CHARLES E. YOUNG RESEARCH LIBRARY MAIN CONFERENCE ROOM 11360

WEDNESDAY, JANUARY 16, 2019 | 3 to 4:30 P.M.

 

The Blessings of Forgetting and the Fates of Forgotten Memories

Speaker: Ralph R. Miller, Distinguished Professor, Department of Psychology, State University of New York at Binghamton

 

“Too Tough on Crime?”

 

“Too Tough on Crime? The Impact of Prosecutor Politics on Incarceration”  is a new study by Ashan Arora, a Research Director at the University of Chicago Crime and Education Labs The study is statistically sophisticated (sample: “Estimates of the effect of DA identity are obtained by using local linear functions within a narrow bandwidth of close DA elections. I estimate standard RD specifications of the form Yi = + Di + f(Vi) + ui (1) where Yi is the outcome variable, e.g. the number of sentences, Vi is the forcing variable, the Republican vote share in the DA election, and Di is an indicator variable taking the value of 1 if the county elects a Republican DA and 0 if the county elects a emocratic/Independent DA.’

The conclusion:

“This paper explores the impact of chief prosecutor political affiliation on sentencing outcomes in the state criminal justice system. Linking just under 600,000 convicted defendants to their elected District Attorneys, I use quasi-experimental variation generated by close elections to show that Republican DAs do not affect the number of individuals sentenced to prison at the county level, but sentence defendants to longer prison terms compared to their Democratic and Independent counterparts. This translates into a persistent increase in incarceration well after DAs’ time in office. This increase in sentence length does not lead to overall crime deterrence, as arrest rates remain unchanged for a broad range of offense categories. Further, this increase in sentence length  dissipates in the period following Blakely v. Washington (2004),  consistent with judges in state courts gaining more discretion and limiting prosecutors’ ability to affect eventual sentencing outcomes.”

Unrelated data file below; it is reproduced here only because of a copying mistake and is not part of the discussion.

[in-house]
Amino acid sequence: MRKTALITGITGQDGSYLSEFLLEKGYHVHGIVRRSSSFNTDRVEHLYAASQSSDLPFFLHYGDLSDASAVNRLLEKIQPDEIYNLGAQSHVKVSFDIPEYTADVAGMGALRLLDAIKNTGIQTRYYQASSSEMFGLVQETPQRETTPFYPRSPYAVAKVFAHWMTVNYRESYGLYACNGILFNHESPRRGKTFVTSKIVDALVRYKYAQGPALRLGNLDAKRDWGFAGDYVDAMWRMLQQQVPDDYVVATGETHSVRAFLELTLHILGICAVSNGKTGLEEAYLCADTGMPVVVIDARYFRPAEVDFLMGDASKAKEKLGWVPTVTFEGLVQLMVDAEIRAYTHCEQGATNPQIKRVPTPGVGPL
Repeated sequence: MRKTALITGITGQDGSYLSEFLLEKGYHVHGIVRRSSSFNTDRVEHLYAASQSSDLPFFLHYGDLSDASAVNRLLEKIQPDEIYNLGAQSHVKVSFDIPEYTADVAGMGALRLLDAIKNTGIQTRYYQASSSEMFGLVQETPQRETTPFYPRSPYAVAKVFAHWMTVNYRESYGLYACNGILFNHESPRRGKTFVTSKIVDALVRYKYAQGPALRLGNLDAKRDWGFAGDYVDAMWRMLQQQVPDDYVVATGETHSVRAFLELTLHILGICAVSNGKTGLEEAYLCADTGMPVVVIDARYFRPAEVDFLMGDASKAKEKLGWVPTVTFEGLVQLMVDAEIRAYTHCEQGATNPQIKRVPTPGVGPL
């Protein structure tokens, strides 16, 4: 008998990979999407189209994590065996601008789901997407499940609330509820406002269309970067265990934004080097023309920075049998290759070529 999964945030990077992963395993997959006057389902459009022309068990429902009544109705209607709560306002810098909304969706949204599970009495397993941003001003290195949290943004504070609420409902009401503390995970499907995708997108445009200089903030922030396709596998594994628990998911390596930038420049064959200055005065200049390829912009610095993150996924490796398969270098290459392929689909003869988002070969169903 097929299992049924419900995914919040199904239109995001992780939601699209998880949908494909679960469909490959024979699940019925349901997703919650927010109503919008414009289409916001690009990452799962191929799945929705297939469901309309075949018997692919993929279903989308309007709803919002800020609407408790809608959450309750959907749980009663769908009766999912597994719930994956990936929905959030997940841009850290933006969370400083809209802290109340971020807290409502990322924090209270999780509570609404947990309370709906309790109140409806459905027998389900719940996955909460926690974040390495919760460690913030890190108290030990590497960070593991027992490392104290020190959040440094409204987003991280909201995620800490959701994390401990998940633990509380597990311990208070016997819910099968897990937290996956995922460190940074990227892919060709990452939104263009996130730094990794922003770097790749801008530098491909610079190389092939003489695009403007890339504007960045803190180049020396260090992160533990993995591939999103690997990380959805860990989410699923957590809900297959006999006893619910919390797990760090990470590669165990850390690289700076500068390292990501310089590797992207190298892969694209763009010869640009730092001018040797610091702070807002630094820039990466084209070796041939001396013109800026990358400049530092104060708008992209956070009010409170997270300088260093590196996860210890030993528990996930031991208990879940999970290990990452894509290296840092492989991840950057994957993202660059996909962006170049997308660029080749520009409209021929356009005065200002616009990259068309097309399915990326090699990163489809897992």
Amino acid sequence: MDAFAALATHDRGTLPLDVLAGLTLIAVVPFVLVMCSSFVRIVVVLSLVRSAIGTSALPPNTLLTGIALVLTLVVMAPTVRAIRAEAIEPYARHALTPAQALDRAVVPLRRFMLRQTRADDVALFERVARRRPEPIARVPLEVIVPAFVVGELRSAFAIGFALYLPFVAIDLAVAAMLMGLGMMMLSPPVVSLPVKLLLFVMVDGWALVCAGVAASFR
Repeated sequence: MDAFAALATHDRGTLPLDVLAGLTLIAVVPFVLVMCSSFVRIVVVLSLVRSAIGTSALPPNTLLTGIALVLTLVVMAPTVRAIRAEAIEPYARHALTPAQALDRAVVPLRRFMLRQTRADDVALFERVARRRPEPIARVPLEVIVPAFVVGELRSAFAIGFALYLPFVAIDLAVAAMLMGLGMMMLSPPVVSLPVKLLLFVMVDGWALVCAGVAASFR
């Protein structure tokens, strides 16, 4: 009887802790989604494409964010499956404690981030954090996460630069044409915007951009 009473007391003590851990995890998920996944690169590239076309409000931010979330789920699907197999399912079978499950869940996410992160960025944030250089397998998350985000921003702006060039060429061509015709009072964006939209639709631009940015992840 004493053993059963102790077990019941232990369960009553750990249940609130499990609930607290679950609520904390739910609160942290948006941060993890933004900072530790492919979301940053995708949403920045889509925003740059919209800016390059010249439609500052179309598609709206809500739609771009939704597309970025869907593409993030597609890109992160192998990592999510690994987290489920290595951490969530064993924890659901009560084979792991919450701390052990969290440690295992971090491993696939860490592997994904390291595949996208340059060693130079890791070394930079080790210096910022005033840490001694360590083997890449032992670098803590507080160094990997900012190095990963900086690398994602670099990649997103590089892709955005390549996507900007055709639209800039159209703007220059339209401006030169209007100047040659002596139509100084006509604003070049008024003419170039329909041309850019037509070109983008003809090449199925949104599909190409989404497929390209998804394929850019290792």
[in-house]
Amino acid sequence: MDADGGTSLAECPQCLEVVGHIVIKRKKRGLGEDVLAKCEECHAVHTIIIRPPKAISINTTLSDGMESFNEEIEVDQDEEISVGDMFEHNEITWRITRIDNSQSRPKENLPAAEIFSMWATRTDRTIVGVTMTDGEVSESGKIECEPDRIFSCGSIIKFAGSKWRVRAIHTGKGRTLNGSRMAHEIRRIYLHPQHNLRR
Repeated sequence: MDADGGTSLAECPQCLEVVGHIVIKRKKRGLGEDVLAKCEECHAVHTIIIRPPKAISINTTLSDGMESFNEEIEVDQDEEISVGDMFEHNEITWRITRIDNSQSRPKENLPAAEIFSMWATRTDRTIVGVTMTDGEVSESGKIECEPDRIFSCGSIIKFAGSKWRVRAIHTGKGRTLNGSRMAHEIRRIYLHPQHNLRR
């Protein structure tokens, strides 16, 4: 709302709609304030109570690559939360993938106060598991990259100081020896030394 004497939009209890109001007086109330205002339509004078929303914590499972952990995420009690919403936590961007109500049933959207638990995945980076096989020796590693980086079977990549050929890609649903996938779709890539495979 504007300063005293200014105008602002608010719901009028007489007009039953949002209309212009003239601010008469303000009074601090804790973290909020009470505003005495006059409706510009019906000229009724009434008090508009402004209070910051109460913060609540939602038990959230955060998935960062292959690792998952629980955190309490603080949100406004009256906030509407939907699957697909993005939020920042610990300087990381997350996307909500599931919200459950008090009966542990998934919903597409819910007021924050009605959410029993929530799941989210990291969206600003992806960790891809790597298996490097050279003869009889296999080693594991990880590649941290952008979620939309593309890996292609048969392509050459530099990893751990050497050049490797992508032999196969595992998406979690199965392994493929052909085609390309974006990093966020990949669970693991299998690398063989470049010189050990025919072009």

Mental Health Diversion Law – Fits and Starts

The LA Times reports on the slow implementation of AB 1810 in San Diego County, in part due to resistance from prosecutors. The mental health diversion law, AB 1810, which was signed by Gov. Jerry Brown last June 27, is intended to steer people with mental health conditions into treatment and away from jail or prison. It gives judges discretion to order defendants into a pretrial diversion program for treatment instead of prosecution. If the person’s mental health treatment is ultimately deemed successful — the diversion can last up to two years — then all charges will be dropped. If at any time the judge determines the treatment isn’t working, the criminal case can start again.